Skip Navigation
Genetics Home Reference: your guide to understanding genetic conditions About   Site Map   Contact Us
 
Home A service of the U.S. National Library of Medicine®
 
 
Printer-friendly version
SLC2A1

SLC2A1

Reviewed March 2014

What is the official name of the SLC2A1 gene?

The official name of this gene is “solute carrier family 2 (facilitated glucose transporter), member 1.”

SLC2A1 is the gene's official symbol. The SLC2A1 gene is also known by other names, listed below.

Read more about gene names and symbols on the About page.

What is the normal function of the SLC2A1 gene?

The SLC2A1 gene provides instructions for producing a protein called the glucose transporter protein type 1 (GLUT1). The GLUT1 protein is embedded in the outer membrane surrounding cells, where it transports a simple sugar called glucose into cells from the blood or from other cells for use as fuel.

In the brain, the GLUT1 protein is involved in moving glucose, which is the brain's main energy source, across the blood-brain barrier. The blood-brain barrier acts as a boundary between tiny blood vessels (capillaries) and the surrounding brain tissue; it protects the brain's delicate nerve tissue by preventing many other types of molecules from entering the brain. The GLUT1 protein also moves glucose between cells in the brain called glia, which protect and maintain nerve cells (neurons).

Does the SLC2A1 gene share characteristics with other genes?

The SLC2A1 gene belongs to a family of genes called SLC (solute carriers).

A gene family is a group of genes that share important characteristics. Classifying individual genes into families helps researchers describe how genes are related to each other. For more information, see What are gene families? in the Handbook.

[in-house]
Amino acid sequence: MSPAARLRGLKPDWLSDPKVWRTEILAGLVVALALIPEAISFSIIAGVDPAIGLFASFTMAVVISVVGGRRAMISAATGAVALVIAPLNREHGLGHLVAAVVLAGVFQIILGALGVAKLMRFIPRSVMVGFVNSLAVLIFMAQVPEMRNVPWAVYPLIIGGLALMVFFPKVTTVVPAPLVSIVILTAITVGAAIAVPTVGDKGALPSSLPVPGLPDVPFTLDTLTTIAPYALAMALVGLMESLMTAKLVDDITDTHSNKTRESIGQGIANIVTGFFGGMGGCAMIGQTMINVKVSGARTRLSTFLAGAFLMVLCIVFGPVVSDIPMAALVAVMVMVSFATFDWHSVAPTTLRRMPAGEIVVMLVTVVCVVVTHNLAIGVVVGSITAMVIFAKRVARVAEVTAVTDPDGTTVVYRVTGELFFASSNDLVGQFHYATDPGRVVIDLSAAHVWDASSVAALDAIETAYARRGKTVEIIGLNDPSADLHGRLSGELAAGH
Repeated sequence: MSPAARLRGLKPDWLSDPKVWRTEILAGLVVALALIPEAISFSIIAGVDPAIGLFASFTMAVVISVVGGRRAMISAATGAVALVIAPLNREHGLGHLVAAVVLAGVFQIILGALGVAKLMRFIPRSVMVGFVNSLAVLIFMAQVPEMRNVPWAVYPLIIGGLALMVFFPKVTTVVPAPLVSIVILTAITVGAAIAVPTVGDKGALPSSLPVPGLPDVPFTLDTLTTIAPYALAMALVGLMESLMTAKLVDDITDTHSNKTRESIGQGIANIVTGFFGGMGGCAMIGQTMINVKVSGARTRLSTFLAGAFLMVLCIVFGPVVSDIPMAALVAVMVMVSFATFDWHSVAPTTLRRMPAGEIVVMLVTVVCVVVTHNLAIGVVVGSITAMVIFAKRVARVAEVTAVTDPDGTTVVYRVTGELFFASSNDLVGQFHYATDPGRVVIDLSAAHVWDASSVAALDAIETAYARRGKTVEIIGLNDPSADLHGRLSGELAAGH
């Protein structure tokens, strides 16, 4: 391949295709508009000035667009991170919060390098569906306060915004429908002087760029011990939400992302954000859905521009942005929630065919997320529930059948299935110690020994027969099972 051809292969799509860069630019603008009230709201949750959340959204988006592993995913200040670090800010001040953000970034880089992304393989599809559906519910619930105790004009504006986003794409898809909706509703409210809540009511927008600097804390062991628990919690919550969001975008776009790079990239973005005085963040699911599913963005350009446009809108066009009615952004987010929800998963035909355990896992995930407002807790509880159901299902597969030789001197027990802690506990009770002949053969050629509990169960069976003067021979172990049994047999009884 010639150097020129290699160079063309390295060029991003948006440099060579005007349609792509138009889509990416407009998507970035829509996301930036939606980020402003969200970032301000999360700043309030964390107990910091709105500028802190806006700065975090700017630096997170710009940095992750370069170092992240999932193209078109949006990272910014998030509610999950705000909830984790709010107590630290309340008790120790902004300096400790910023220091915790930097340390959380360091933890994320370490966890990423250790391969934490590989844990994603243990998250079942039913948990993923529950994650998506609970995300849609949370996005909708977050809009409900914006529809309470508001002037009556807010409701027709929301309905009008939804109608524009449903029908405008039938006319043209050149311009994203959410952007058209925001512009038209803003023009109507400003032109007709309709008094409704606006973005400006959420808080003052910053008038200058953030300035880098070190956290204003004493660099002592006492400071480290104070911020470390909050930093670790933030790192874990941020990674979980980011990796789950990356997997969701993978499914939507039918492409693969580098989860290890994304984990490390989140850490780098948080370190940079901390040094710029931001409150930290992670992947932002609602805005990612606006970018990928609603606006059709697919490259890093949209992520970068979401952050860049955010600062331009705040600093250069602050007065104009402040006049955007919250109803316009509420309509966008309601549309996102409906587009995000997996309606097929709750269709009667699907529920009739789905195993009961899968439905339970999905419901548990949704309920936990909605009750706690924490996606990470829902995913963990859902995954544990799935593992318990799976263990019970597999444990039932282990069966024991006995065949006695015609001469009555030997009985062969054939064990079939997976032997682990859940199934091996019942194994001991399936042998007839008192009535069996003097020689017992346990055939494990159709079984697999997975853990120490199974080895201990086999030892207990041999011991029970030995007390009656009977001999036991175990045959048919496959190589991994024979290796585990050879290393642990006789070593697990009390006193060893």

How are changes in the SLC2A1 gene related to health conditions?

GLUT1 deficiency syndrome - caused by mutations in the SLC2A1 gene

More than 150 SLC2A1 gene mutations have been reported in people with GLUT1 deficiency syndrome. This disorder leads to a variety of neurological symptoms that can include developmental delay, intellectual disability, movement problems, and frequent seizures (epilepsy). The mutations that cause GLUT1 deficiency syndrome reduce or eliminate the function of the GLUT1 protein. Having less functional GLUT1 protein reduces the amount of glucose available to brain cells, which affects brain development and function.

Where is the SLC2A1 gene located?

Cytogenetic Location: 1p34.2

Molecular Location on chromosome 1: base pairs 42,925,374 to 42,959,175

The SLC2A1 gene is located on the short (p) arm of chromosome 1 at position 34.2.

The SLC2A1 gene is located on the short (p) arm of chromosome 1 at position 34.2.

More precisely, the SLC2A1 gene is located from base pair 42,925,374 to base pair 42,959,175 on chromosome 1.

See How do geneticists indicate the location of a gene? in the Handbook.

Where can I find additional information about SLC2A1?

You and your healthcare professional may find the following resources about SLC2A1 helpful.

You may also be interested in these resources, which are designed for genetics professionals and researchers.

What other names do people use for the SLC2A1 gene or gene products?

  • DYT9
  • DYT17
  • DYT18
  • GLUT
  • GLUT1
  • GTR1_HUMAN
  • MGC141895
  • MGC141896

Where can I find general information about genes?

The Handbook provides basic information about genetics in clear language.

These links provide additional genetics resources that may be useful.

What glossary definitions help with understanding SLC2A1?

blood-brain barrier ; capillaries ; carrier ; deficiency ; developmental delay ; disability ; epilepsy ; gene ; glia ; glucose ; neurological ; protein ; simple sugar ; solute ; syndrome ; tissue

You may find definitions for these and many other terms in the Genetics Home Reference Glossary.

See also Understanding Medical Terminology.

References (12 links)

 

The resources on this site should not be used as a substitute for professional medical care or advice. Users seeking information about a personal genetic disease, syndrome, or condition should consult with a qualified healthcare professional. See How can I find a genetics professional in my area? in the Handbook.

 
Reviewed: March 2014
Published: September 8, 2014